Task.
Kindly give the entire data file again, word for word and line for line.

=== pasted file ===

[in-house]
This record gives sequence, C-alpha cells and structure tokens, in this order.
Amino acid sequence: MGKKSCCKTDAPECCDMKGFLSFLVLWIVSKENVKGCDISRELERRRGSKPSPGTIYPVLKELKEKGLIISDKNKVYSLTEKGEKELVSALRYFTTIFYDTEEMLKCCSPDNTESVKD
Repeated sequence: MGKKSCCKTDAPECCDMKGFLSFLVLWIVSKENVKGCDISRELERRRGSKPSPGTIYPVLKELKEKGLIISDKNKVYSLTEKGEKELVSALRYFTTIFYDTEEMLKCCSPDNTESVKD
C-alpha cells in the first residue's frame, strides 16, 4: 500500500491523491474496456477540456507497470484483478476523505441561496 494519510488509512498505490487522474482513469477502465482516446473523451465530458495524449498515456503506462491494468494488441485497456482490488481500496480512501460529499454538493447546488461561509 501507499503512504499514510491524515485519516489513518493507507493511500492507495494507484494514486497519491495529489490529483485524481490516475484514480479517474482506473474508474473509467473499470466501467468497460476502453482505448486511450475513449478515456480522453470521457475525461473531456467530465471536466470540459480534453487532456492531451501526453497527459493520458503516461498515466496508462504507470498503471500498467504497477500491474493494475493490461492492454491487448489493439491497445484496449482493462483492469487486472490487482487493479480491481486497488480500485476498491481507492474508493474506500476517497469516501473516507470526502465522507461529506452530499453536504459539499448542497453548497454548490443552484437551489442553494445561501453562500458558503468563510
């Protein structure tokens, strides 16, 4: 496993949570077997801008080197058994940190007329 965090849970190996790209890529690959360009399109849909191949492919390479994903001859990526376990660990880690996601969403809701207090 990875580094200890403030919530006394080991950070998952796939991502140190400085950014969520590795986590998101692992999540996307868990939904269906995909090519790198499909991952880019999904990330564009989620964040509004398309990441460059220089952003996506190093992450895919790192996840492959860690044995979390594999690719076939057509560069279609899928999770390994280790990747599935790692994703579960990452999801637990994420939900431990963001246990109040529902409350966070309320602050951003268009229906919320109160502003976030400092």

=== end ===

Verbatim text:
[in-house]
This record gives sequence, C-alpha cells and structure tokens, in this order.
Amino acid sequence: MGKKSCCKTDAPECCDMKGFLSFLVLWIVSKENVKGCDISRELERRRGSKPSPGTIYPVLKELKEKGLIISDKNKVYSLTEKGEKELVSALRYFTTIFYDTEEMLKCCSPDNTESVKD
Repeated sequence: MGKKSCCKTDAPECCDMKGFLSFLVLWIVSKENVKGCDISRELERRRGSKPSPGTIYPVLKELKEKGLIISDKNKVYSLTEKGEKELVSALRYFTTIFYDTEEMLKCCSPDNTESVKD
C-alpha cells in the first residue's frame, strides 16, 4: 500500500491523491474496456477540456507497470484483478476523505441561496 494519510488509512498505490487522474482513469477502465482516446473523451465530458495524449498515456503506462491494468494488441485497456482490488481500496480512501460529499454538493447546488461561509 501507499503512504499514510491524515485519516489513518493507507493511500492507495494507484494514486497519491495529489490529483485524481490516475484514480479517474482506473474508474473509467473499470466501467468497460476502453482505448486511450475513449478515456480522453470521457475525461473531456467530465471536466470540459480534453487532456492531451501526453497527459493520458503516461498515466496508462504507470498503471500498467504497477500491474493494475493490461492492454491487448489493439491497445484496449482493462483492469487486472490487482487493479480491481486497488480500485476498491481507492474508493474506500476517497469516501473516507470526502465522507461529506452530499453536504459539499448542497453548497454548490443552484437551489442553494445561501453562500458558503468563510
């Protein structure tokens, strides 16, 4: 496993949570077997801008080197058994940190007329 965090849970190996790209890529690959360009399109849909191949492919390479994903001859990526376990660990880690996601969403809701207090 990875580094200890403030919530006394080991950070998952796939991502140190400085950014969520590795986590998101692992999540996307868990939904269906995909090519790198499909991952880019999904990330564009989620964040509004398309990441460059220089952003996506190093992450895919790192996840492959860690044995979390594999690719076939057509560069279609899928999770390994280790990747599935790692994703579960990452999801637990994420939900431990963001246990109040529902409350966070309320602050951003268009229906919320109160502003976030400092």